Let's be honest: parenting in the 21st century - the age of the curated childhood - is daunting. Parents constantly feel like they should be doing more.
I grew up in South Dakota and Nebraska, US, the second of four kids, where my parents - a pastor and a music teacher - were too busy working and keeping us fed and clothed to hover.
We had a house full of books and music, a big garden, church on Sundays and room to roam. They instilled simple values I'll always be grateful for and I strive to emulate as a parent.
I'm a recovering Type-A perfectionist. As a kid, I was always the best at everything I did. I was anxious about having children because I knew I was at risk of pressuring myself to have perfect little high-achievers. I didn't want to raise the kind of child who felt like he had to be the best at everything, or start prepping him for university when he was just 10 years old.
One of my greatest accomplishments as an adult has been chilling the heck out and letting myself be OK with being average. I see no need for personal chauffeurs, overpriced tutors or hardcore chess tournaments.
After my son was born three years ago, I looked back at my own simple childhood and identified several key themes I wanted to replicate. If I devote a few minutes a day to each of these five activities, over time their collective influence will nurture a childhood that embodies the most grounded, meaningful things in life.
Here are the five things I do with my child every day in the hopes of being an OK parent:
We do this at the library, on park benches, in bed before naps, at restaurants waiting for our food and in the back seat of the car while my husband runs into the grocery store to grab a last-minute ingredient.
Reading is a part of our life, and it always will be. Seeing the joy my son gets from our trips to the library fills my heart. Sure, it's often exhausting, and at the end of a long day, it would be easier to turn on the TV. But I know this investment of time and energy in these first few years will pay off when he looks forward to snuggling up with a book on his own.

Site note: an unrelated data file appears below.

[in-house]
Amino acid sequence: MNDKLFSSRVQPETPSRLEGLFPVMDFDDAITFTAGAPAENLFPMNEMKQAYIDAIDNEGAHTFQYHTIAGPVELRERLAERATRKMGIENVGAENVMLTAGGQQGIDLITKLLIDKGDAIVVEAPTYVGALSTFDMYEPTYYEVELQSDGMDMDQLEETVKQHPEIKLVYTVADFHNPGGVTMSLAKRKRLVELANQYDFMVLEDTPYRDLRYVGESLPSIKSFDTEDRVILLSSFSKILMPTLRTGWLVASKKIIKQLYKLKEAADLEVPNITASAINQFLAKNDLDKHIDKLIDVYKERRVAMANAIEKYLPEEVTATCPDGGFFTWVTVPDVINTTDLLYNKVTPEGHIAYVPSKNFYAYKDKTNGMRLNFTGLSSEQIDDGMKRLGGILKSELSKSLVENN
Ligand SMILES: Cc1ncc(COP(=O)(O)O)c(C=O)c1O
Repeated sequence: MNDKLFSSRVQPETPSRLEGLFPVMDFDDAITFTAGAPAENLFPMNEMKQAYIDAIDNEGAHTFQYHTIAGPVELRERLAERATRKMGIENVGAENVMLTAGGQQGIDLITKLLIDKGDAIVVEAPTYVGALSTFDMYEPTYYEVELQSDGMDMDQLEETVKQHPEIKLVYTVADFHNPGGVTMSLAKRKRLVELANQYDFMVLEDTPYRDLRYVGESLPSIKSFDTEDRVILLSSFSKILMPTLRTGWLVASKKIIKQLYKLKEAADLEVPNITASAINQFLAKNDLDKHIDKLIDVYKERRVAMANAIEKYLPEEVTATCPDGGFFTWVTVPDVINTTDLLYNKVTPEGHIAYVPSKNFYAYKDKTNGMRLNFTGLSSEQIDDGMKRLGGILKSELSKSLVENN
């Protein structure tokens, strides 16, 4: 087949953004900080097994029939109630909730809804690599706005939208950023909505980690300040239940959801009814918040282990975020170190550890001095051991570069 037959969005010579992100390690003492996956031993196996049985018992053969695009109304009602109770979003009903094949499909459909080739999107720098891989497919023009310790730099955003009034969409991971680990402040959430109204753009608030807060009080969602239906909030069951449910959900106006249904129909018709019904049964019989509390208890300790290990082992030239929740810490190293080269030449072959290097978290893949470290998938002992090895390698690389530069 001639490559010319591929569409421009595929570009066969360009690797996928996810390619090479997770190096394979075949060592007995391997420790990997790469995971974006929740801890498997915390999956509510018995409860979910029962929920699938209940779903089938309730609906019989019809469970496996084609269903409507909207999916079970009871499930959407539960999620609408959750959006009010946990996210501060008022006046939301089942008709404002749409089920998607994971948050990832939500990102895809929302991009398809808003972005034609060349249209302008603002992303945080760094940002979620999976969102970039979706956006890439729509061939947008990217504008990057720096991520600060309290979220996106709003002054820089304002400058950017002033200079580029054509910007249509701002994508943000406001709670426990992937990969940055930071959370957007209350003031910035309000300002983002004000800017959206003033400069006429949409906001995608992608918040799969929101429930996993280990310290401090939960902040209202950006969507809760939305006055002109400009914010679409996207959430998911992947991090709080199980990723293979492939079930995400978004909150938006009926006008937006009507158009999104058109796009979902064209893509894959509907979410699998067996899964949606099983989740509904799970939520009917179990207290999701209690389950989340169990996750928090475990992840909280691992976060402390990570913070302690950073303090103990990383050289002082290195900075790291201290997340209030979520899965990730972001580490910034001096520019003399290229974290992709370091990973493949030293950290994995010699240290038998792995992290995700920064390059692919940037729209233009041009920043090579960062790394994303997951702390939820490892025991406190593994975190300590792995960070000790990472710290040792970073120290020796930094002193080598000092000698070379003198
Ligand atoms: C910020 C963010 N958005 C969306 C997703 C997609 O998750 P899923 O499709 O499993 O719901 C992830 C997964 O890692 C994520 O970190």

2. Create family time
Kim John Payne's book Simplicity Parenting emphasises the importance of building family rituals into the week. Make pancakes together every Sunday morning. Set and clear the table together. Make a point to eat dinner together, at the table, often. FaceTime with cousins and grandparents who are far away. Mail thank-you notes to distant relatives. Do what you can with what you have.
I know there may come a time when my son is a sullen teenager who doesn't want to tell us about his day, or doesn't light up when we walk in the room. Here and now, though, we are laying a foundation for a sense of connection that hopefully will weather any storms of the teenage years.
3. Make music
The arts are not a luxury. They're essential to well-being. My mother surrounded us with music as kids: at church, at home, at school. Studies show that music makes kids smarter. My husband and I expose our son to music as much as possible, playing jazz in the car, or reggae as we're making dinner or doing puzzles.
I sing with my little guy frequently, take him to weekly parent-child music classes and talk about specific instruments, even if he doesn't quite understand their characteristics yet.
4. Get out in nature
Make a point to get out of the house every day. There's always a park, a hiking trail or a neighbourhood stroll with opportunities to explore and discover, to value fresh air and quiet, and to take in all the marvels of the natural world.
It can be as simple as walking two blocks up the street to say hello to the goats and chickens who live in the neighbour's back yard and collecting leaves, berries and weeds on the way home. My husband and I grew up rambling through prairies and forests, and we want the same free-range experience for our son, despite contemporary tendencies to restrict independent play.
5. Be thankful
You can fill-in-the-divinity-blank here, using whatever word feels good to you. We say a blessing before every meal. We take our son to a church regularly to give him a dose of thoughtfulness, meditation and faith-informed social justice, even if he doesn't understand much just yet. We want him to understand how his life fits into the greater universal picture and to search for meaning.
The Washington Post